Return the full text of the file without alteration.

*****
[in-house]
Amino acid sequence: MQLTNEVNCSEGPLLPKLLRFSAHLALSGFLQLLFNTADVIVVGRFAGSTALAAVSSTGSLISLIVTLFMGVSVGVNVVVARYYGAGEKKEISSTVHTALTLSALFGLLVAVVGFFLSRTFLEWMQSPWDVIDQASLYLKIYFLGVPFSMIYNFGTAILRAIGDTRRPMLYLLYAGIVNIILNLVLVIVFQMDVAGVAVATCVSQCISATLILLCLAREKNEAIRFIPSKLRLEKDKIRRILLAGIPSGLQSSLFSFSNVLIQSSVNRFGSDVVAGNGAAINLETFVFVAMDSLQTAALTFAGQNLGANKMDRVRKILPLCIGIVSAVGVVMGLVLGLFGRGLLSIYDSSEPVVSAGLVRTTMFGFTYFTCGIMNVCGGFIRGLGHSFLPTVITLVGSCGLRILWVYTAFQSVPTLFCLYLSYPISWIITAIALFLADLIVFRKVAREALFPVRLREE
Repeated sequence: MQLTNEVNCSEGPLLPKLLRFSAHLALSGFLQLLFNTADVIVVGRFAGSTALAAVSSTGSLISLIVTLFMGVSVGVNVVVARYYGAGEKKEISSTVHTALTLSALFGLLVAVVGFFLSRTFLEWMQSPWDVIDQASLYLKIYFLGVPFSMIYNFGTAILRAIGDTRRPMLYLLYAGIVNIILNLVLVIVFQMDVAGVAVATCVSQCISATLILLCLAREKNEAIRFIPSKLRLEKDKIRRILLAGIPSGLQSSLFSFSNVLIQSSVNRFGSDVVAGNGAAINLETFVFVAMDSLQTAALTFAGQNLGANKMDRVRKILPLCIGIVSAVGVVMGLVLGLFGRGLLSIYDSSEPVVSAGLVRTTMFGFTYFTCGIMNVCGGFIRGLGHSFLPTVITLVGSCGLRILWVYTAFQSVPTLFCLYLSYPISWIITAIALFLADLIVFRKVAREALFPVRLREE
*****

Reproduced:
[in-house]
Amino acid sequence: MQLTNEVNCSEGPLLPKLLRFSAHLALSGFLQLLFNTADVIVVGRFAGSTALAAVSSTGSLISLIVTLFMGVSVGVNVVVARYYGAGEKKEISSTVHTALTLSALFGLLVAVVGFFLSRTFLEWMQSPWDVIDQASLYLKIYFLGVPFSMIYNFGTAILRAIGDTRRPMLYLLYAGIVNIILNLVLVIVFQMDVAGVAVATCVSQCISATLILLCLAREKNEAIRFIPSKLRLEKDKIRRILLAGIPSGLQSSLFSFSNVLIQSSVNRFGSDVVAGNGAAINLETFVFVAMDSLQTAALTFAGQNLGANKMDRVRKILPLCIGIVSAVGVVMGLVLGLFGRGLLSIYDSSEPVVSAGLVRTTMFGFTYFTCGIMNVCGGFIRGLGHSFLPTVITLVGSCGLRILWVYTAFQSVPTLFCLYLSYPISWIITAIALFLADLIVFRKVAREALFPVRLREE
Repeated sequence: MQLTNEVNCSEGPLLPKLLRFSAHLALSGFLQLLFNTADVIVVGRFAGSTALAAVSSTGSLISLIVTLFMGVSVGVNVVVARYYGAGEKKEISSTVHTALTLSALFGLLVAVVGFFLSRTFLEWMQSPWDVIDQASLYLKIYFLGVPFSMIYNFGTAILRAIGDTRRPMLYLLYAGIVNIILNLVLVIVFQMDVAGVAVATCVSQCISATLILLCLAREKNEAIRFIPSKLRLEKDKIRRILLAGIPSGLQSSLFSFSNVLIQSSVNRFGSDVVAGNGAAINLETFVFVAMDSLQTAALTFAGQNLGANKMDRVRKILPLCIGIVSAVGVVMGLVLGLFGRGLLSIYDSSEPVVSAGLVRTTMFGFTYFTCGIMNVCGGFIRGLGHSFLPTVITLVGSCGLRILWVYTAFQSVPTLFCLYLSYPISWIITAIALFLADLIVFRKVAREALFPVRLREE